Coppola’s favorite actor who played Dracula was John Carradine. The way Gary Oldman lifted his cloak was in homage to Carradine.
The director also acknowledged paying tribute to The Shining with the wedding/blood scene and to Snow White’s glass coffin; the window in Lucy’s bedroom came from a window he’d seen in The Bitter Tea of General Yen and Dracula rising from the coffin was a salute to Nosferatu.
Winona Ryder brought the script to Coppola in their first meeting since she had dropped out of The Godfather, Part III. She had been ill and left the director in a tight spot by leaving, but they talked it out and he agreed to make the film. He felt, in a way, that the film was never his; Winona suggested the actors and the studio cared only about finances.
To keep to budget, BSD was filmed almost entirely on the MGM soundstage; only the wedding was filmed on location at a Greek Orthodox Church. The wedding was completely authentic, leading Coppola to realize that Winona Ryder and Keanu Reeves were actually married.
The garden was built into the MGM pool where actress Esther Williams made all her aquamusicals.
Having a musical background (Coppola was an accomplished tuba player, his father was a composer and musician, grandparents composers), the director wanted an original classical score. Polish composer Wojciech Kilar agreed to write the score, but provided only three cues/compositions, which wasn’t enough, so pieces of the three were modified to make them sound different.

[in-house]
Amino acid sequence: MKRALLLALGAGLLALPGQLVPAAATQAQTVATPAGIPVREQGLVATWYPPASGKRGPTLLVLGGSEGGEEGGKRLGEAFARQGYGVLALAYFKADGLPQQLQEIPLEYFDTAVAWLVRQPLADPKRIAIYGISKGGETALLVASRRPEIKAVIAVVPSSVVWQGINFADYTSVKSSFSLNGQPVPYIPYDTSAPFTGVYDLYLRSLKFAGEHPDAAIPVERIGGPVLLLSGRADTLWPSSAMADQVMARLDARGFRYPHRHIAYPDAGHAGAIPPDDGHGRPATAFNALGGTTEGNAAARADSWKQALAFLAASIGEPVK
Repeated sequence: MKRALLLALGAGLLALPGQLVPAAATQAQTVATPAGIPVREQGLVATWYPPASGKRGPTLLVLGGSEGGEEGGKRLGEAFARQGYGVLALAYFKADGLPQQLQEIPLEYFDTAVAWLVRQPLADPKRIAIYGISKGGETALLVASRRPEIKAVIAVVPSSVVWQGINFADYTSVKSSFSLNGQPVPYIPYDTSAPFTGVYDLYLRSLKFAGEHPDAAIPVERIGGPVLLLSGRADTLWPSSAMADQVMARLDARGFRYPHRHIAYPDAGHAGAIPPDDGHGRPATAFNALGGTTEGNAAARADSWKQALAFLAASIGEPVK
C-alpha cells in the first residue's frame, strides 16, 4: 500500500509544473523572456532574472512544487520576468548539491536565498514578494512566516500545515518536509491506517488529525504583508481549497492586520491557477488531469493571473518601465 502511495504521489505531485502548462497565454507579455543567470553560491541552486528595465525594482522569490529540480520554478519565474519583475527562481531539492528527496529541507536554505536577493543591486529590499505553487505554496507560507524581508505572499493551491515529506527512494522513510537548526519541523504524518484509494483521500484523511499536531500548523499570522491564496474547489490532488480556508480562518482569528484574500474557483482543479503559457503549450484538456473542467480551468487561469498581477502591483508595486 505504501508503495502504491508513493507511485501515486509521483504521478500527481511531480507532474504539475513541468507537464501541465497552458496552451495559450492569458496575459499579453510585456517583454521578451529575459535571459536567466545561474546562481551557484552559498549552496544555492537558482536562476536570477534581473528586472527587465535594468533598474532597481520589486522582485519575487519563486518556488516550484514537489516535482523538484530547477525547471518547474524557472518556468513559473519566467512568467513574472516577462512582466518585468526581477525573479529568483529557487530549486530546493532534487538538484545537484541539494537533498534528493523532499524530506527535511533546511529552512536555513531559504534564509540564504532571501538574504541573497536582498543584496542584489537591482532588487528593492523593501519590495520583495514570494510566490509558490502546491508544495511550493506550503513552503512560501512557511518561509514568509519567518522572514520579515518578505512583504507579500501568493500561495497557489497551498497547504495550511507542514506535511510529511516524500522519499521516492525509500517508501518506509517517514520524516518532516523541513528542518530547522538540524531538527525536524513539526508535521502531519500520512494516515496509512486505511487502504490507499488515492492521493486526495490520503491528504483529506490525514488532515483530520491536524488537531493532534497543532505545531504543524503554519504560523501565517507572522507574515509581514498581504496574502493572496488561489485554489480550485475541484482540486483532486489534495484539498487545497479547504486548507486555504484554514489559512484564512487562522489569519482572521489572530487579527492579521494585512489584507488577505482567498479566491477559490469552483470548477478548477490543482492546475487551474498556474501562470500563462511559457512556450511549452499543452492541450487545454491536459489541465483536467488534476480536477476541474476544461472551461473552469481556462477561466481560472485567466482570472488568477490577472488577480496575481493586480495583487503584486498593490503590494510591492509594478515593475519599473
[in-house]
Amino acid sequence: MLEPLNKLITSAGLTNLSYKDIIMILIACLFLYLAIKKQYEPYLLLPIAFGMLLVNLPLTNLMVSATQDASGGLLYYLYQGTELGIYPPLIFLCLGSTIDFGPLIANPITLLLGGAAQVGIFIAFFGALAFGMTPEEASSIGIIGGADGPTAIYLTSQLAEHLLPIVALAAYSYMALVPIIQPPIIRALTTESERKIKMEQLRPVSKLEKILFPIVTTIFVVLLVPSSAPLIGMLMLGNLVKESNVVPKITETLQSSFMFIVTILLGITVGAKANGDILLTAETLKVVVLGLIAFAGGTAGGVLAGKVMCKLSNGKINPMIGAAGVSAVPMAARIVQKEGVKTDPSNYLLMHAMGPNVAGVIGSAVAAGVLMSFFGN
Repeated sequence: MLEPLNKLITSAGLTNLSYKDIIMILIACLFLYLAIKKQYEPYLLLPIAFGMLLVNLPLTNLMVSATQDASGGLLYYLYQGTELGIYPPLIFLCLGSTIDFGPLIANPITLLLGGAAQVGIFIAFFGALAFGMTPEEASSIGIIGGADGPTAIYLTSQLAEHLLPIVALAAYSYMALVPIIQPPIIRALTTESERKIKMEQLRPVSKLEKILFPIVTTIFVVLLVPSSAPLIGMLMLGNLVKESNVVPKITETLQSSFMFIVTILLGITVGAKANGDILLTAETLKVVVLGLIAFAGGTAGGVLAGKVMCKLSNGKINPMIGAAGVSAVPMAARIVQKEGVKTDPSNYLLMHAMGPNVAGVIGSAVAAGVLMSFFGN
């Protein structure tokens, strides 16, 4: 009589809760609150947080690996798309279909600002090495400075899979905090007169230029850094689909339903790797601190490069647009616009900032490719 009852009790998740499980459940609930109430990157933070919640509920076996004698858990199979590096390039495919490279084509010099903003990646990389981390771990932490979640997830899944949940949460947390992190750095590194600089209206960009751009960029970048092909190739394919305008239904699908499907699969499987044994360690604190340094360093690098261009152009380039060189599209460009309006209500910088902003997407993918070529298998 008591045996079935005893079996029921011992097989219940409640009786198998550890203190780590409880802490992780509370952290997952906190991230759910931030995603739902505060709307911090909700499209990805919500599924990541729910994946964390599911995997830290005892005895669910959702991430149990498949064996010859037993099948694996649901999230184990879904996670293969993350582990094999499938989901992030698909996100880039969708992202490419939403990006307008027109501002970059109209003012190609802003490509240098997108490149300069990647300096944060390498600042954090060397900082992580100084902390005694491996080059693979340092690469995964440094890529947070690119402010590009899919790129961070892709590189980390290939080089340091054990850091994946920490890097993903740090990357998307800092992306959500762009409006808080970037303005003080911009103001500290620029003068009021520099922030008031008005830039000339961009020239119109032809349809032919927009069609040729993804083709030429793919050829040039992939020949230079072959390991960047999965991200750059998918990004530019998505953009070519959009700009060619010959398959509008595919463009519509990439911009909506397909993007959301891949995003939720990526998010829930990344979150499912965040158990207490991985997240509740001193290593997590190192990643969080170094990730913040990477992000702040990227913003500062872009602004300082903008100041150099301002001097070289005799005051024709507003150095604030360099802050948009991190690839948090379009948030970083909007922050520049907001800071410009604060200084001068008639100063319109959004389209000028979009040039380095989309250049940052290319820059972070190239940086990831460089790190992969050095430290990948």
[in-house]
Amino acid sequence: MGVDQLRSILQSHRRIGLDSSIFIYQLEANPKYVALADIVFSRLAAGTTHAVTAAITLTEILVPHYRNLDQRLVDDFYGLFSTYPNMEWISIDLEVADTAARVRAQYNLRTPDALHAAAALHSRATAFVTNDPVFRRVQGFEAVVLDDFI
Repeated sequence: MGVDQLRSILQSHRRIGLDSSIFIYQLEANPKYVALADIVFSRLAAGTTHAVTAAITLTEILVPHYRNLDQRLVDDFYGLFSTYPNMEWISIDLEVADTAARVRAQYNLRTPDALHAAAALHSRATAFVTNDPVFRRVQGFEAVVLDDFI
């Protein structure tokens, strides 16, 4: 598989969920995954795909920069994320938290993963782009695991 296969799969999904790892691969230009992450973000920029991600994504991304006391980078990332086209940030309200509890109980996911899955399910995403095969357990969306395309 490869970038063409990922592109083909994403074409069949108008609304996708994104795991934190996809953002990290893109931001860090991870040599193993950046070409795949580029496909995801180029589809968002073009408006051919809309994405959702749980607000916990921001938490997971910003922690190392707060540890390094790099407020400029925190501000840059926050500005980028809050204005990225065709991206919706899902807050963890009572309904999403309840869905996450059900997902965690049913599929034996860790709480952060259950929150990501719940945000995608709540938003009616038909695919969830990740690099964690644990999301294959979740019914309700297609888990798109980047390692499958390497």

In his commentary, the director expressed disappointment in evolution of the film industry from creative art to a heavily budgeted and controlled machine, saying that “the only reason to make a movie is to create something that has never been made before…something you must get out of your soul.”
Coppola says this was Monica Bellucci’s first film, but in fact, she had minor roles in a couple of other movies. Perhaps he meant first American film?
The director loaned his own copy of Richard Burton’s Arabian Nights (seen being perused by Lucy and Mina) for use in the movie; he never got it back.
Coppola and Anthony Hopkins (Van Helsing) experienced “frustration” with each other during the making of the film. The director wanted the actors to read and follow the book, something in which Hopkins had no interest. Hopkins resisted rehearsals, preferring instead to just show up and shoot a scene. Coppola said that he later realized Hopkins’ spontaneous approach was probably more authentic.
The director said that although all the actresses had agreed to nudity in their contracts, “no one wanted to take off their clothes.” At different points during filming, Coppola had his son, Gary Oldman and an acting coach speak with the women about the sexual scenes, as he, himself was uncomfortable discussing such things.
Coppola hired a hot-air balloon to provide a nice bonding experience for a few of the actors (Grant, Elwes, Campbell), but because it was too windy, they could only go up while it was still tethered.
The Cramps lead singer, Lux Interior (self-named after a car commercial) performed Dracula’s screaming with these directions from Coppola: ”Just remember, you’re back from the war, you’re horrified, but you still have feelings of romance. Oh, yes, and you also have a feeling of despair. Now, the scream lasts one second. Okay, go!” Tom Waits and Diamanda Galas also provided added vocal effects.